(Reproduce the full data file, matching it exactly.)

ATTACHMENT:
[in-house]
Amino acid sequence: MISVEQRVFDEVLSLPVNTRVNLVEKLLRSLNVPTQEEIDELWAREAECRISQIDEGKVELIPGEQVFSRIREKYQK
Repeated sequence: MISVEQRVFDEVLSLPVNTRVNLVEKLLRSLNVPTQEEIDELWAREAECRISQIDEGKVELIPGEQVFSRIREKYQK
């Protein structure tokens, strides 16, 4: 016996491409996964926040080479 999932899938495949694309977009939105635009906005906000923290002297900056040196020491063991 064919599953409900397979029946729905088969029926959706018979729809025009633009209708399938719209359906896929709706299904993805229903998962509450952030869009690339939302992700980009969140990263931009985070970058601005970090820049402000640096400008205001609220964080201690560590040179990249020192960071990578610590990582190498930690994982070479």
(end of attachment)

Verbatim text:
[in-house]
Amino acid sequence: MISVEQRVFDEVLSLPVNTRVNLVEKLLRSLNVPTQEEIDELWAREAECRISQIDEGKVELIPGEQVFSRIREKYQK
Repeated sequence: MISVEQRVFDEVLSLPVNTRVNLVEKLLRSLNVPTQEEIDELWAREAECRISQIDEGKVELIPGEQVFSRIREKYQK
């Protein structure tokens, strides 16, 4: 016996491409996964926040080479 999932899938495949694309977009939105635009906005906000923290002297900056040196020491063991 064919599953409900397979029946729905088969029926959706018979729809025009633009209708399938719209359906896929709706299904993805229903998962509450952030869009690339939302992700980009969140990263931009985070970058601005970090820049402000640096400008205001609220964080201690560590040179990249020192960071990578610590990582190498930690994982070479």